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HMO Failed to Provide Proper Notice of Premium Increases, Conversion Rights and Enrollment Data

Aetna Health Inc., a health maintenance organization (HMO), paid a fine of $750,000 as part of a settlement with the New York State Insurance Department, Insurance Superintendent James J. Wrynn announced today. The settlement resolved infractions relating to the administration of the Healthy NY program from April 2007 through January 2009.

Healthy NY is a state-subsidized program designed to assist small business owners in providing their employees and their employees’ families with an affordable health insurance alternative. In addition, uninsured sole proprietors and workers whose employers do not provide health insurance may also purchase coverage directly through Healthy NY.

“Healthy NY is a vital program that has provided affordable health insurance to more than 500,000 working individuals, sole proprietors and small business employees since its creation in 2001. This program provides access to health insurance for a vulnerable population of working New Yorkers who would likely be uninsured without it. As such, we monitor the program very closely and treat violations very seriously,” Wrynn said.

Aetna’s violations included failure to provide adequate written notice of premium increases, failure to provide terminated members with notice of conversion rights, failure to report important enrollment data, and failure to timely and adequately respond to an Insurance Department request for enrollment data.

Aetna has implemented changes in management and oversight of the HMO’s participation in the Healthy New York program and agreed to take all additional steps necessary to remediate past problems and prevent the recurrence of similar violations in the future.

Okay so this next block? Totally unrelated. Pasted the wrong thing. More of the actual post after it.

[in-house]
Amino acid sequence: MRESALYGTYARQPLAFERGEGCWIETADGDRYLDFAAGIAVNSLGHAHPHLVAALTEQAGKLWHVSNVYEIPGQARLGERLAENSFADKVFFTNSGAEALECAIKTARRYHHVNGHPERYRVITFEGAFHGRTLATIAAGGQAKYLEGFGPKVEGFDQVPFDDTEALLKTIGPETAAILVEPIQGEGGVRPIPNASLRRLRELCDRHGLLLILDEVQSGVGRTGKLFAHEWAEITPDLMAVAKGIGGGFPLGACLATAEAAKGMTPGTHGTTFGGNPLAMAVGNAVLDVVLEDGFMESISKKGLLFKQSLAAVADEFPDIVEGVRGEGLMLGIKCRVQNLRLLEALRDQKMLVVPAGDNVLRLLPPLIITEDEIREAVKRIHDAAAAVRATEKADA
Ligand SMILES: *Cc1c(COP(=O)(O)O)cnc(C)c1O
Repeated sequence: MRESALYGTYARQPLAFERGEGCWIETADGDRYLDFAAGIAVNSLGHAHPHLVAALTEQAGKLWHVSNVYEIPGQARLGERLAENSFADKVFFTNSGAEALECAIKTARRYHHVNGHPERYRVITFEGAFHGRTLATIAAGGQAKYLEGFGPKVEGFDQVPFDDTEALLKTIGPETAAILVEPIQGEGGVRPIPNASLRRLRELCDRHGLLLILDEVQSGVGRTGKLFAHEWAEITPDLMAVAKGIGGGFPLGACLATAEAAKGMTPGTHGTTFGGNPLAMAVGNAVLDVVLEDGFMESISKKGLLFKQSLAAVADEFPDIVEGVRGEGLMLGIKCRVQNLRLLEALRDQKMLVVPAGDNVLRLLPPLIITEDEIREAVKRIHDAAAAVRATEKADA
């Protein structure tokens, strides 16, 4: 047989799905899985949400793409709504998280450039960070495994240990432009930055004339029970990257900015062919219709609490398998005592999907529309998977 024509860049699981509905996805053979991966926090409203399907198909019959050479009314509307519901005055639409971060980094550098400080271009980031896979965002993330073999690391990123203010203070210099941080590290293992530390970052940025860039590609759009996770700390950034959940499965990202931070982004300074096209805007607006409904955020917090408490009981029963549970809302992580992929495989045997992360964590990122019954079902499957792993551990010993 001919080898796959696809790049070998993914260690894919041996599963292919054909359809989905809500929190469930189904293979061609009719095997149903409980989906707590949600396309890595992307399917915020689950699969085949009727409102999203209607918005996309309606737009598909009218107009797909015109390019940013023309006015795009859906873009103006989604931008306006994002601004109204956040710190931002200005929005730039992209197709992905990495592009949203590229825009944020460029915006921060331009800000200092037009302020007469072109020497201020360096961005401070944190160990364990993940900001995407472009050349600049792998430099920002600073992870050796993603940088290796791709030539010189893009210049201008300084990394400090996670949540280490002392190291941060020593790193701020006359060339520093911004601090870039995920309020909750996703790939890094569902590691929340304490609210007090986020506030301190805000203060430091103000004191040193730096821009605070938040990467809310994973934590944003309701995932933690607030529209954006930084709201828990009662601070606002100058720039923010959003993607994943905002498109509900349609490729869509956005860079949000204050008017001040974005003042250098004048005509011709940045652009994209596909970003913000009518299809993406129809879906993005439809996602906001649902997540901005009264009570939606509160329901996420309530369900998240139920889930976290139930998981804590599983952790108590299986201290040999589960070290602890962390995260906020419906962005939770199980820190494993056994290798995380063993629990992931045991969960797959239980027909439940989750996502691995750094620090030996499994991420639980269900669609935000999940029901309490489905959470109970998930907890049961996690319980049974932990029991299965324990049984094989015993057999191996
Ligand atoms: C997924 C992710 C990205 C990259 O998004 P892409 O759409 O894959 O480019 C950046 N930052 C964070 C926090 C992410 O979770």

“While the monetary penalty is reflective of the serious nature of Aetna’s practices, I am encouraged by the company’s level of commitment to addressing the Department’s findings and improving the company’s performance going forward,” said Wrynn.

The Department found that the insurer failed to provide adequate notice of rate increases to individual members. Under the “file and use” provisions of the Insurance Law, insurers may increase premium rates without the prior approval of the Superintendent of Insurance, but must give members a full 30 days notice.

“Under the deregulated file and use system, notices of rate increases become critically important. We are trying to reinstate the Department’s prior approval authority to give us better tools to oversee rate increases,” said Wrynn. Aetna failed to provide 30-day advance notice to approximately 946 members in 2007.

Other violations include failure to provide notice to approximately 1,406 terminated individuals of their rights to convert to another policy, failure to report periodic enrollment data from May 2007 through August 2008 and failure to respond to a Department request for enrollment data in March 2008. Enrollment data is critical to determining proper funding of the program.

Aetna Health, Inc. serves the Healthy New York program in thirteen counties comprising the Greater New York City metropolitan area and in Broome, Cayuga, Onondaga, Oswego, and Tioga counties. The Insurance Department discovered these violations through numerous consumer complaints received by the Insurance Department’s Consumer Services Bureau and by monitoring of the program by the Health Bureau staff. This settlement was a combined effort of the Insurance Department’s Health Bureau, Consumer Services Bureau and the Office of General Counsel.


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